1. The dispute in this case relates to a tank.
2. The appellants before us claim to have purchased it as part of Howla Hurai Shaik; the defendants, on the other hand, claim it as part of Howla Golam Nabi.
3. The Court of first instance held that the tank belonged to both the howlas and accordingly gave a decree to the plaintiff in respect of an eight-annas share. Both parties appealed and the learned Subordinate Judge on appeal same to the conclusion that the plaintiff had failed to make out his right to the disputed tank and dismissed the suit entirely. The plaintiffs have preferred an appeal to this Court.
4. Three contentions have been raised before us in this appeal. The first is that the learned Subordinate Judge has failed to consider the sale-certificate, which was one of the matters relied upon by the Court of first instance in giving a decree to the plaintiff in respect of his eight-annas share. We think that the sale-certificate ought to have been taken into consideration along with the other evidence in the case.
5. It is contended by the learned Pleader for the respondent that the learned Judge has proceeded upon the ground that the original document of title of the plaintiff's predecessor in-title, namely, the kabala relating to Hurai Shaik, bad not been produced, that the learned Subordinate Judge has relied upon that fact, as also upon the fact that the plaintiff had not taken any steps to have the entry in the Record of Rights which was against him, corrected up to the institution of the suit and that it was unnecessary to refer to the certificate of sale because the origin of title is not the sale certificate but the kabala relating to Hurai Shaik.
6. The Court below no doubt referred to certain facts and circumstances which go against the plaintiff; but in arriving at the conclusion whether the property in dispute belonged to the one howla or the other and in reversing the decree of the Court of first instance, the lower Appellate Court ought to have taken into consideration the certificates of sale of both the parties (along with the other evidence) which, as stated above, were relied upon by the Court of first instance.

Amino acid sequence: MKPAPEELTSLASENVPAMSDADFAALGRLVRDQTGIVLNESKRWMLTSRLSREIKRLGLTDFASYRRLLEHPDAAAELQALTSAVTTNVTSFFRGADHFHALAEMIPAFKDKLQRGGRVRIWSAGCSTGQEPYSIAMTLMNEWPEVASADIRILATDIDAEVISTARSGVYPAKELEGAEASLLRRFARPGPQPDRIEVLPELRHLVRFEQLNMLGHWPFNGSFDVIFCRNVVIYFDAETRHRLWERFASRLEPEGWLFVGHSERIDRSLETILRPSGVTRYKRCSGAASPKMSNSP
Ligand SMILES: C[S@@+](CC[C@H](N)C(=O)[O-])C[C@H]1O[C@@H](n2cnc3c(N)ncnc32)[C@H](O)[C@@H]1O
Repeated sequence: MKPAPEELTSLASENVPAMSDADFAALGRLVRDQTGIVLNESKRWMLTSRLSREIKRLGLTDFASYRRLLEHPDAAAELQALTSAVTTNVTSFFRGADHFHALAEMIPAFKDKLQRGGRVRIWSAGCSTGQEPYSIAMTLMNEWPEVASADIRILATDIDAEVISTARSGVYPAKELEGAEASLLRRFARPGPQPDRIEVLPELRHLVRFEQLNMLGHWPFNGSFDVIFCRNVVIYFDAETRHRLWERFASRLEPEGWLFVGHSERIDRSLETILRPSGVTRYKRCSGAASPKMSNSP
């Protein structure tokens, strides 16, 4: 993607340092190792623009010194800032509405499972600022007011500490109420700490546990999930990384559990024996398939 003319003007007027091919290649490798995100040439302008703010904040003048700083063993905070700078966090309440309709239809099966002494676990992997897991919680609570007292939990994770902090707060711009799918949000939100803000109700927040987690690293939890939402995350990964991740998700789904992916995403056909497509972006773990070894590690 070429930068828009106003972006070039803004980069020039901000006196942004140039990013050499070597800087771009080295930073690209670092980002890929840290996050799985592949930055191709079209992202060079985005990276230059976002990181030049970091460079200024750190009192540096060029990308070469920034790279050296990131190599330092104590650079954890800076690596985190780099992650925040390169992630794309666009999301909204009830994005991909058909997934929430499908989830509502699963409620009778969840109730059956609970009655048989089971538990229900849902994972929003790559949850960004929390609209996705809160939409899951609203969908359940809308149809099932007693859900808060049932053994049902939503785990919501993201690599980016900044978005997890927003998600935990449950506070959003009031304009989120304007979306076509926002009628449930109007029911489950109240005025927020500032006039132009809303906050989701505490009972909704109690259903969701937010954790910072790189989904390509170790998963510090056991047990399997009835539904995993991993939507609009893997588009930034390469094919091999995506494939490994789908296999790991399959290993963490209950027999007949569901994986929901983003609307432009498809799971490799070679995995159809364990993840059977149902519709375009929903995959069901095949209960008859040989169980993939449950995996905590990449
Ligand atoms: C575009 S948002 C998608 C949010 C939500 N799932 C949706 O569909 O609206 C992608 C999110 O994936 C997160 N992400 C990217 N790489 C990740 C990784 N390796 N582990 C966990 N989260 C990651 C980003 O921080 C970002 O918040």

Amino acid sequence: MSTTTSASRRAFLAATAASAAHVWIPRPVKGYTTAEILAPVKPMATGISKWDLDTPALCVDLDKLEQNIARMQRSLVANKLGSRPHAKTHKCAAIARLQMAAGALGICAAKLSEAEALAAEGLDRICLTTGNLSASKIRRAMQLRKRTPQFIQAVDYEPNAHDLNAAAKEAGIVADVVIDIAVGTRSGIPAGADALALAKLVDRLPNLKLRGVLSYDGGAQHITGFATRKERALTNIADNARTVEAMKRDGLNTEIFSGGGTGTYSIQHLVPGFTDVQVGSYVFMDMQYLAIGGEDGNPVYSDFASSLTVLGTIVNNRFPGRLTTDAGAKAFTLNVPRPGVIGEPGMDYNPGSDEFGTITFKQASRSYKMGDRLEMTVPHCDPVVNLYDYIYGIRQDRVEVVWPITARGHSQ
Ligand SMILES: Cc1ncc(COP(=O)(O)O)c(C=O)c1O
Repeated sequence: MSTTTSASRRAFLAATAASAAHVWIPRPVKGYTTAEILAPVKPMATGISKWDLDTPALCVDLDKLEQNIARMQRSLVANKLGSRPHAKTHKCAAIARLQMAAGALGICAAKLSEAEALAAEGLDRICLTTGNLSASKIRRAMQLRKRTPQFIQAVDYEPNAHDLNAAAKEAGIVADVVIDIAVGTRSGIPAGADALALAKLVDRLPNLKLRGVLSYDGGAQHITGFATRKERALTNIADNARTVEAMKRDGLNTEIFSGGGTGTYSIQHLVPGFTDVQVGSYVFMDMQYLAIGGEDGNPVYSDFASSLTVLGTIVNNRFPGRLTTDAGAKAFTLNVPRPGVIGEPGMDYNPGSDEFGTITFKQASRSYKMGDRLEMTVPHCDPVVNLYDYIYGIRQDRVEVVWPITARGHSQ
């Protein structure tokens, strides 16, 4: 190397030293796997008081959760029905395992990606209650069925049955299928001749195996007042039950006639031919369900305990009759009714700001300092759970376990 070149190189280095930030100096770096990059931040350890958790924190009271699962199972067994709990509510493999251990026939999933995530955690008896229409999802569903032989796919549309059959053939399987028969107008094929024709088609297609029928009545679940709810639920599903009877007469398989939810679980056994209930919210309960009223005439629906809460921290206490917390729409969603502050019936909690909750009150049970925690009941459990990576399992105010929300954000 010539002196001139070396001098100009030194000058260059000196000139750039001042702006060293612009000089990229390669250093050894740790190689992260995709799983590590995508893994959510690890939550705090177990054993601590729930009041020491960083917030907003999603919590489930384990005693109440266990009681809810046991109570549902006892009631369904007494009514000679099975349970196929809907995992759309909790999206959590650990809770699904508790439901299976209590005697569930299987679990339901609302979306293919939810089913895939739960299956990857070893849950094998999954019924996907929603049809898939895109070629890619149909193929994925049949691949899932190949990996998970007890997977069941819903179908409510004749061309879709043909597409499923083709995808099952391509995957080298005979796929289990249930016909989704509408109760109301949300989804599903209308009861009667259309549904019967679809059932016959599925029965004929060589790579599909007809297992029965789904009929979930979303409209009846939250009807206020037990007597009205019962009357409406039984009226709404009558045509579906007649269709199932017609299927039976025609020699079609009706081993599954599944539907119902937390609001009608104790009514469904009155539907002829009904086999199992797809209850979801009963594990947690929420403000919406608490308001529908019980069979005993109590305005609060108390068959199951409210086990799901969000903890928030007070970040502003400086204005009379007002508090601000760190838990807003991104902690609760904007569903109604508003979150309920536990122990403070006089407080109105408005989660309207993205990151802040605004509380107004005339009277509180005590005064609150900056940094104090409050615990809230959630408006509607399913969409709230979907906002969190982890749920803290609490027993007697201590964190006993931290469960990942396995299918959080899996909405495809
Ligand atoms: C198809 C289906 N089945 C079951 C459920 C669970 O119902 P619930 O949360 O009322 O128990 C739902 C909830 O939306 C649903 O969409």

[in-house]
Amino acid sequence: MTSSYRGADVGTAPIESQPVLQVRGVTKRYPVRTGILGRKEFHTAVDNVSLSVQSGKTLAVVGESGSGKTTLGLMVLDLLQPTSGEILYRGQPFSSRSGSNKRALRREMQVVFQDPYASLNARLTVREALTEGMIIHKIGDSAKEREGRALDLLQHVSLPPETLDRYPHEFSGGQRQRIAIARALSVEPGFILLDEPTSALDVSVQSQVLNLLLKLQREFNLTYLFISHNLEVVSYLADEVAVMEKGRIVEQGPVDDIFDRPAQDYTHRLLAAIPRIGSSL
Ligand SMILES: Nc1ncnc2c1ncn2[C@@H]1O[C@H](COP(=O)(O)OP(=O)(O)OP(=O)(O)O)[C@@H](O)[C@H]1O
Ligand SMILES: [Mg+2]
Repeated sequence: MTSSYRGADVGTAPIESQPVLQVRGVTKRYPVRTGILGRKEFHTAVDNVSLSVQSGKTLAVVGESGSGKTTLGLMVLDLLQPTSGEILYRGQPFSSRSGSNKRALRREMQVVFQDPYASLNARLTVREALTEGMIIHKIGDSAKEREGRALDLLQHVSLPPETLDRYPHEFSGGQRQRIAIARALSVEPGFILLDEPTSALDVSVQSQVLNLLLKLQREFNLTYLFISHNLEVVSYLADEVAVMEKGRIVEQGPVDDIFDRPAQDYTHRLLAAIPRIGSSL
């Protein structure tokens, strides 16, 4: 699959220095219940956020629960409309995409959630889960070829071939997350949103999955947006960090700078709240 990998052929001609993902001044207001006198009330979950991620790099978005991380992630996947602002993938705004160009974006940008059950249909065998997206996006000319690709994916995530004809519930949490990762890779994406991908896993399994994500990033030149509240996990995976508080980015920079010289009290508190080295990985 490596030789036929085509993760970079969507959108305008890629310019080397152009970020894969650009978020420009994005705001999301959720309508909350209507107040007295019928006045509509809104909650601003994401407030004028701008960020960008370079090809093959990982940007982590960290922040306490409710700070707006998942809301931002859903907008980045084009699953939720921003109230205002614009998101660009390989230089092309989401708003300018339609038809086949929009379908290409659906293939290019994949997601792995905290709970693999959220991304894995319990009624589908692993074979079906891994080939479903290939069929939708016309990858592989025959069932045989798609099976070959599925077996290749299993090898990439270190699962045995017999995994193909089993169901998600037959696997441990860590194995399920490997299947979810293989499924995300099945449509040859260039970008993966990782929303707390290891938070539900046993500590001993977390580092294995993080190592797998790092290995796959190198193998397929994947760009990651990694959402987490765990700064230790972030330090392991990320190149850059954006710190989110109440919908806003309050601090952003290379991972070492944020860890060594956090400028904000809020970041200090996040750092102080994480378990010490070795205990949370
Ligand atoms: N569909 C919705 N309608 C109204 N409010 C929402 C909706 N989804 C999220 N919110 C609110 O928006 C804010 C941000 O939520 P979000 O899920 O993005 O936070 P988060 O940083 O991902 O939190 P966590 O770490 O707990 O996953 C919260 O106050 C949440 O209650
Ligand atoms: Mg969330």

7. The next contention is that the presumption under Section 103(b) of the Bengal Tenancy Act cannot be raised in respect to the tank, as the land is non agricultural land within the Barisal Municipality. But in the first place, there is no clear finding that the land is non-agricultural; and even if it is so, the learned Subordinate Judge has not proceeded upon any presumption based upon any entry in the Record of Rights, but has merely referred to the fact that although there is an entry in the Record of Rights, the plaintiff did not take any steps to have that entry, which is now challenged, corrected.
8. The last contention is that no presumption arises against the plaintiff for non-production of the original title-deed relating to Howla Hurai Shaik as the document was not called for from the plaintiff.
9. But that is the origin of the title under which the plaintiffs claim, and the Court of Appeal below might draw the inference that if this document had been produced, it would have gone against them.
10. We do not think, therefore, that the last two contentions should prevail. But we think that the case should go bask to the lower Appellate Court for a consideration of the sale certificates along with other evidence in the case and for disposal of the case according to law.
11. Costs will abide the result.